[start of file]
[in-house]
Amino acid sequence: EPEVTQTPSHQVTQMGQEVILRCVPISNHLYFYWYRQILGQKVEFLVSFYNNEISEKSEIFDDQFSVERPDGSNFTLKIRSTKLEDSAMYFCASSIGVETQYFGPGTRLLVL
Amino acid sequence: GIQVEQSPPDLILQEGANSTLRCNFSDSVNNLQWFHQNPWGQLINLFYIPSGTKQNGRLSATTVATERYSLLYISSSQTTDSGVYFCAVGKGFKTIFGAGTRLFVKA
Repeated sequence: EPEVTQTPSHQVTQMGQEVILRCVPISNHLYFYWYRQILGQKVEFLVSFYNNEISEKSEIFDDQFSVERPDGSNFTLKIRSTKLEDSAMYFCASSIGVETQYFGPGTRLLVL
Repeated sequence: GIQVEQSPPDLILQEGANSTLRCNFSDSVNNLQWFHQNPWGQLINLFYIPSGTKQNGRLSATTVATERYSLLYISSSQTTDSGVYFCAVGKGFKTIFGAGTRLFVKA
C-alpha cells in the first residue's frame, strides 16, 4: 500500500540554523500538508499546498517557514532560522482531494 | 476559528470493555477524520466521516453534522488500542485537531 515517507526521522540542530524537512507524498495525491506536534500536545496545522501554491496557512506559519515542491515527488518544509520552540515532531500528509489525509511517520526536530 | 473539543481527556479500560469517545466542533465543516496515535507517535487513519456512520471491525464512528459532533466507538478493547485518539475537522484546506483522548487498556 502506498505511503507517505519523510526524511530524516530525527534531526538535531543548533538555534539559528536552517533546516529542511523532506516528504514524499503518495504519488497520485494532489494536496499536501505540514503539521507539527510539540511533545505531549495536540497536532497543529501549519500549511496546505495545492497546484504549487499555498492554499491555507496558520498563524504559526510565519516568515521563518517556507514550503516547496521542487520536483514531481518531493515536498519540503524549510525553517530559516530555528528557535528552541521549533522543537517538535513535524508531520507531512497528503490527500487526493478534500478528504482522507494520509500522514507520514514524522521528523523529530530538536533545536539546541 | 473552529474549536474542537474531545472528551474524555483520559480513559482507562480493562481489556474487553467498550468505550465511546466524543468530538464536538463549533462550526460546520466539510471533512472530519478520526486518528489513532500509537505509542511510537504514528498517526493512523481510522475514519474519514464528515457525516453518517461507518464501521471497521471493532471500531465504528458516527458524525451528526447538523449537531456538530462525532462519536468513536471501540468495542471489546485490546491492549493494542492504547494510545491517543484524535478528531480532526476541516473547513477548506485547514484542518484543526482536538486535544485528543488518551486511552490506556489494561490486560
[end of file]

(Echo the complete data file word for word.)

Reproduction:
[in-house]
Amino acid sequence: EPEVTQTPSHQVTQMGQEVILRCVPISNHLYFYWYRQILGQKVEFLVSFYNNEISEKSEIFDDQFSVERPDGSNFTLKIRSTKLEDSAMYFCASSIGVETQYFGPGTRLLVL
Amino acid sequence: GIQVEQSPPDLILQEGANSTLRCNFSDSVNNLQWFHQNPWGQLINLFYIPSGTKQNGRLSATTVATERYSLLYISSSQTTDSGVYFCAVGKGFKTIFGAGTRLFVKA
Repeated sequence: EPEVTQTPSHQVTQMGQEVILRCVPISNHLYFYWYRQILGQKVEFLVSFYNNEISEKSEIFDDQFSVERPDGSNFTLKIRSTKLEDSAMYFCASSIGVETQYFGPGTRLLVL
Repeated sequence: GIQVEQSPPDLILQEGANSTLRCNFSDSVNNLQWFHQNPWGQLINLFYIPSGTKQNGRLSATTVATERYSLLYISSSQTTDSGVYFCAVGKGFKTIFGAGTRLFVKA
C-alpha cells in the first residue's frame, strides 16, 4: 500500500540554523500538508499546498517557514532560522482531494 | 476559528470493555477524520466521516453534522488500542485537531 515517507526521522540542530524537512507524498495525491506536534500536545496545522501554491496557512506559519515542491515527488518544509520552540515532531500528509489525509511517520526536530 | 473539543481527556479500560469517545466542533465543516496515535507517535487513519456512520471491525464512528459532533466507538478493547485518539475537522484546506483522548487498556 502506498505511503507517505519523510526524511530524516530525527534531526538535531543548533538555534539559528536552517533546516529542511523532506516528504514524499503518495504519488497520485494532489494536496499536501505540514503539521507539527510539540511533545505531549495536540497536532497543529501549519500549511496546505495545492497546484504549487499555498492554499491555507496558520498563524504559526510565519516568515521563518517556507514550503516547496521542487520536483514531481518531493515536498519540503524549510525553517530559516530555528528557535528552541521549533522543537517538535513535524508531520507531512497528503490527500487526493478534500478528504482522507494520509500522514507520514514524522521528523523529530530538536533545536539546541 | 473552529474549536474542537474531545472528551474524555483520559480513559482507562480493562481489556474487553467498550468505550465511546466524543468530538464536538463549533462550526460546520466539510471533512472530519478520526486518528489513532500509537505509542511510537504514528498517526493512523481510522475514519474519514464528515457525516453518517461507518464501521471497521471493532471500531465504528458516527458524525451528526447538523449537531456538530462525532462519536468513536471501540468495542471489546485490546491492549493494542492504547494510545491517543484524535478528531480532526476541516473547513477548506485547514484542518484543526482536538486535544485528543488518551486511552490506556489494561490486560